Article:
Was this page helpful?
Your feedback about this content is important. Let us know what you think.
Additional feedback?
1500 characters remaining
Export (0) Print
Expand All
Important This document may not represent best practices for current development, links to downloads and other resources may no longer be valid. Current recommended version can be found here.

readonly (C# Reference)

The readonly keyword is a modifier that you can use on fields. When a field declaration includes a readonly modifier, assignments to the fields introduced by the declaration can only occur as part of the declaration or in a constructor in the same class. In this example, the value of the field year cannot be changed in the method ChangeYear, even though it is assigned a value in the class constructor:

class Age
    readonly int _year;
    Age(int year)
        _year = year;
    void ChangeYear()
        _year = 1967; // Will not compile.

You can assign a value to a readonly field only in the following contexts:

  • When the variable is initialized in the declaration, for example:

    public readonly int y = 5;
  • For an instance field, in the instance constructors of the class that contains the field declaration, or for a static field, in the static constructor of the class that contains the field declaration. These are also the only contexts in which it is valid to pass a readonly field as an out or ref parameter.


The readonly keyword is different from the const keyword. A const field can only be initialized at the declaration of the field. A readonly field can be initialized either at the declaration or in a constructor. Therefore, readonly fields can have different values depending on the constructor used. Also, while a const field is a compile-time constant, the readonly field can be used for runtime constants as in the following example:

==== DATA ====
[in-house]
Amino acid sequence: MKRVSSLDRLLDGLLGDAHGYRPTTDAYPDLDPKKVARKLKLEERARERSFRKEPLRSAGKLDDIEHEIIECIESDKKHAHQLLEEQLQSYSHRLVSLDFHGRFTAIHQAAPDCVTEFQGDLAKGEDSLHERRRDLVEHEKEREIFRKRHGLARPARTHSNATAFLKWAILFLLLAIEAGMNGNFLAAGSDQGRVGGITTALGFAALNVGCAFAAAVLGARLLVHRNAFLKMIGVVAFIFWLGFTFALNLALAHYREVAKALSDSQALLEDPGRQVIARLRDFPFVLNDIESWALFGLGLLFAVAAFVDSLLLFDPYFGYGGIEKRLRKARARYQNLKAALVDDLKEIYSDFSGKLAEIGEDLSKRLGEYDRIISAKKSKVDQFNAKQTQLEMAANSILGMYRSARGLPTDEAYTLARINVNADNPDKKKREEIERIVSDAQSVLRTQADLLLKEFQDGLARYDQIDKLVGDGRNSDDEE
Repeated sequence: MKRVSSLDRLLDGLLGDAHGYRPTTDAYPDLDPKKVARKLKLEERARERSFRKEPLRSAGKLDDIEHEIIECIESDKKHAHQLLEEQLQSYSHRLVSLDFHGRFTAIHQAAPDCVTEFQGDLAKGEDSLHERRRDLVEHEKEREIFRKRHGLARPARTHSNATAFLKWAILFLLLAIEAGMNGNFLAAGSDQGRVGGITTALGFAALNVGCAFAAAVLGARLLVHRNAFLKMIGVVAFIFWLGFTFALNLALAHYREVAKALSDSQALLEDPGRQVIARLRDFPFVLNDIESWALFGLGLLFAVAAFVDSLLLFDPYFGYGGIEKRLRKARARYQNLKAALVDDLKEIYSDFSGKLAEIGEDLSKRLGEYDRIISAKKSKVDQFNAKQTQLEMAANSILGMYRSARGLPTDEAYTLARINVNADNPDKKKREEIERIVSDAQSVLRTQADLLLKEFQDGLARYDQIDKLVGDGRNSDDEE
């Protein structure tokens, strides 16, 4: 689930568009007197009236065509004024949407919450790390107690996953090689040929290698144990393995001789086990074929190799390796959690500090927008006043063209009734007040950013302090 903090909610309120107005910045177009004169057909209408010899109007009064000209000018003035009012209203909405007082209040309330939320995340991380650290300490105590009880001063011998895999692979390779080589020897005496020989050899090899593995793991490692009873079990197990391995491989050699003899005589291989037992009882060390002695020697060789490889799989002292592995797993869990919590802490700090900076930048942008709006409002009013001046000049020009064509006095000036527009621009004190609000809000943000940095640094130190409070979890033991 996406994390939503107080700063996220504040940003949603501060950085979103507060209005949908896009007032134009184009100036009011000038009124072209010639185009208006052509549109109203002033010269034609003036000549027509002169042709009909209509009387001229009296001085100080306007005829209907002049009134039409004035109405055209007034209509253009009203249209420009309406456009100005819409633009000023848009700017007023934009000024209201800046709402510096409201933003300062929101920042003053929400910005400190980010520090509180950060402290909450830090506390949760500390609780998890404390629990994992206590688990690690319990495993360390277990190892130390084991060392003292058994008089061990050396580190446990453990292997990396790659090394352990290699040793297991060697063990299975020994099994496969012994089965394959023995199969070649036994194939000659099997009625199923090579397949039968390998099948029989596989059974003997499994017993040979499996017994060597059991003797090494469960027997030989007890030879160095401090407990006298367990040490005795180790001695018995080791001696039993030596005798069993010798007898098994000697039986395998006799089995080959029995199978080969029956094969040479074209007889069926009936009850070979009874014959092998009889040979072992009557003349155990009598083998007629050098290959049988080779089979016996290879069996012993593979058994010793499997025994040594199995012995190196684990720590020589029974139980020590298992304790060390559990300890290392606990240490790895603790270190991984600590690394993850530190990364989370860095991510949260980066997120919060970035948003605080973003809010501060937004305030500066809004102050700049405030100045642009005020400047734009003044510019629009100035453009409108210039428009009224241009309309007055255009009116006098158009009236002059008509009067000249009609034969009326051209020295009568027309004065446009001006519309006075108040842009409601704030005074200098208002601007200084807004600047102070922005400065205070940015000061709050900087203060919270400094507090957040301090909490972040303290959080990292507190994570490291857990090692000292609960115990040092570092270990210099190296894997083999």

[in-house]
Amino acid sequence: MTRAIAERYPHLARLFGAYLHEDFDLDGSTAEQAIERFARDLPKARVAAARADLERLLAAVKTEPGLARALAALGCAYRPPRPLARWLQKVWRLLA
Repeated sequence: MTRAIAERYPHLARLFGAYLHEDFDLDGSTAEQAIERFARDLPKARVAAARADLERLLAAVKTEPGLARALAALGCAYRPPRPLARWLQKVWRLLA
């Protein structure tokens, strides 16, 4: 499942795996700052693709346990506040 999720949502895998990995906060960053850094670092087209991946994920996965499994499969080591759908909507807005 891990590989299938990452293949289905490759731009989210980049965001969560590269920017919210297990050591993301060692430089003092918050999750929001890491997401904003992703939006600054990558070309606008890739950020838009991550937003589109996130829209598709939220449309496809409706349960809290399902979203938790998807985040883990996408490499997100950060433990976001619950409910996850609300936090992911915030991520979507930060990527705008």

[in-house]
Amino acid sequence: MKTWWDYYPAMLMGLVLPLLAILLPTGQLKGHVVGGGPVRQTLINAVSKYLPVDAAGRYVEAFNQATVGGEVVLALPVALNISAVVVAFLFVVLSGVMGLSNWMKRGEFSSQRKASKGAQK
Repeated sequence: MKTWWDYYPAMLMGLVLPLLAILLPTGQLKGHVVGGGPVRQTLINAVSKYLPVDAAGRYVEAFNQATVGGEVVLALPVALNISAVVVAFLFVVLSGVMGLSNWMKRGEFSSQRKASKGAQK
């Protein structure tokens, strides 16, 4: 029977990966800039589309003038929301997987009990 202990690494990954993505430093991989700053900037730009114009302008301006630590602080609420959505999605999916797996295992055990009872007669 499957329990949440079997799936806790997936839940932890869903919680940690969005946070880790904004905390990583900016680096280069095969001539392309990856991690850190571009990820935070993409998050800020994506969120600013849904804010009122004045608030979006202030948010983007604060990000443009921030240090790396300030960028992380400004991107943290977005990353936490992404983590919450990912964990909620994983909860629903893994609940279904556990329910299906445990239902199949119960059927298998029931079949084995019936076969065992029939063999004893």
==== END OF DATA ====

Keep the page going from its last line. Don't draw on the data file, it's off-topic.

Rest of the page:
public static readonly uint l1 = (uint)DateTime.Now.Ticks;

// cs_readonly_keyword.cs
// Readonly fields
using System;
public class ReadOnlyTest
   class SampleClass
      public int x;
      // Initialize a readonly field
      public readonly int y = 25;
      public readonly int z;

      public SampleClass()
         // Initialize a readonly instance field
         z = 24;

      public SampleClass(int p1, int p2, int p3)
         x = p1;
         y = p2;
         z = p3;

   static void Main()
      SampleClass p1 = new SampleClass(11, 21, 32);   // OK
      Console.WriteLine("p1: x={0}, y={1}, z={2}", p1.x, p1.y, p1.z);
      SampleClass p2 = new SampleClass();
      p2.x = 55;   // OK
      Console.WriteLine("p2: x={0}, y={1}, z={2}", p2.x, p2.y, p2.z);


p1: x=11, y=21, z=32
p2: x=55, y=25, z=24

In the preceding example, if you use a statement like this:

p2.y = 66; // Error

you will get the compiler error message:

The left-hand side of an assignment must be an l-value

which is the same error you get when you attempt to assign a value to a constant.

For more information, see the following section in the C# Language Specification:

  • 10.4.2 Readonly fields

Community Additions

© 2015 Microsoft